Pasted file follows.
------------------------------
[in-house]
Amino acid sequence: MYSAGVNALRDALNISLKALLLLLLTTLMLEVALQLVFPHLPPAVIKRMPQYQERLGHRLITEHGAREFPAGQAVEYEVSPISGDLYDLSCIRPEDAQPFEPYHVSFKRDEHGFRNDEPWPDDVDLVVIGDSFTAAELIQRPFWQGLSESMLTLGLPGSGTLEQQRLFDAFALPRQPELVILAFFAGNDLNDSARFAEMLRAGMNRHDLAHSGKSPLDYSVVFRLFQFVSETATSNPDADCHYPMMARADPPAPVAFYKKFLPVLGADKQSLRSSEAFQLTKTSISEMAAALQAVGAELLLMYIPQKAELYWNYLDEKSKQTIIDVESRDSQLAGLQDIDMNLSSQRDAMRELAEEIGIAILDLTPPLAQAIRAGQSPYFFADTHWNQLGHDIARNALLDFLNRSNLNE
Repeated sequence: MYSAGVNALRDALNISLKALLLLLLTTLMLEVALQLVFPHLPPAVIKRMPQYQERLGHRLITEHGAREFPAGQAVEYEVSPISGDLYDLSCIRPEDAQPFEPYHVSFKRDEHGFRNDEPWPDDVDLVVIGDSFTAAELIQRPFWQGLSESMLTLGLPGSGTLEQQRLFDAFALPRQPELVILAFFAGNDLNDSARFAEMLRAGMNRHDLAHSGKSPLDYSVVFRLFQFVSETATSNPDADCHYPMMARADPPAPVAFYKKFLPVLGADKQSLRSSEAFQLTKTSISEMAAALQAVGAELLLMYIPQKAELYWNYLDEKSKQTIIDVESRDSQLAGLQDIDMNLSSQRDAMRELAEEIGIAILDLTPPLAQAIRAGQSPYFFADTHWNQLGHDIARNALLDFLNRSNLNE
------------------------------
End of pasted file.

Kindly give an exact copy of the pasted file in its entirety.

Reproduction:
[in-house]
Amino acid sequence: MYSAGVNALRDALNISLKALLLLLLTTLMLEVALQLVFPHLPPAVIKRMPQYQERLGHRLITEHGAREFPAGQAVEYEVSPISGDLYDLSCIRPEDAQPFEPYHVSFKRDEHGFRNDEPWPDDVDLVVIGDSFTAAELIQRPFWQGLSESMLTLGLPGSGTLEQQRLFDAFALPRQPELVILAFFAGNDLNDSARFAEMLRAGMNRHDLAHSGKSPLDYSVVFRLFQFVSETATSNPDADCHYPMMARADPPAPVAFYKKFLPVLGADKQSLRSSEAFQLTKTSISEMAAALQAVGAELLLMYIPQKAELYWNYLDEKSKQTIIDVESRDSQLAGLQDIDMNLSSQRDAMRELAEEIGIAILDLTPPLAQAIRAGQSPYFFADTHWNQLGHDIARNALLDFLNRSNLNE
Repeated sequence: MYSAGVNALRDALNISLKALLLLLLTTLMLEVALQLVFPHLPPAVIKRMPQYQERLGHRLITEHGAREFPAGQAVEYEVSPISGDLYDLSCIRPEDAQPFEPYHVSFKRDEHGFRNDEPWPDDVDLVVIGDSFTAAELIQRPFWQGLSESMLTLGLPGSGTLEQQRLFDAFALPRQPELVILAFFAGNDLNDSARFAEMLRAGMNRHDLAHSGKSPLDYSVVFRLFQFVSETATSNPDADCHYPMMARADPPAPVAFYKKFLPVLGADKQSLRSSEAFQLTKTSISEMAAALQAVGAELLLMYIPQKAELYWNYLDEKSKQTIIDVESRDSQLAGLQDIDMNLSSQRDAMRELAEEIGIAILDLTPPLAQAIRAGQSPYFFADTHWNQLGHDIARNALLDFLNRSNLNE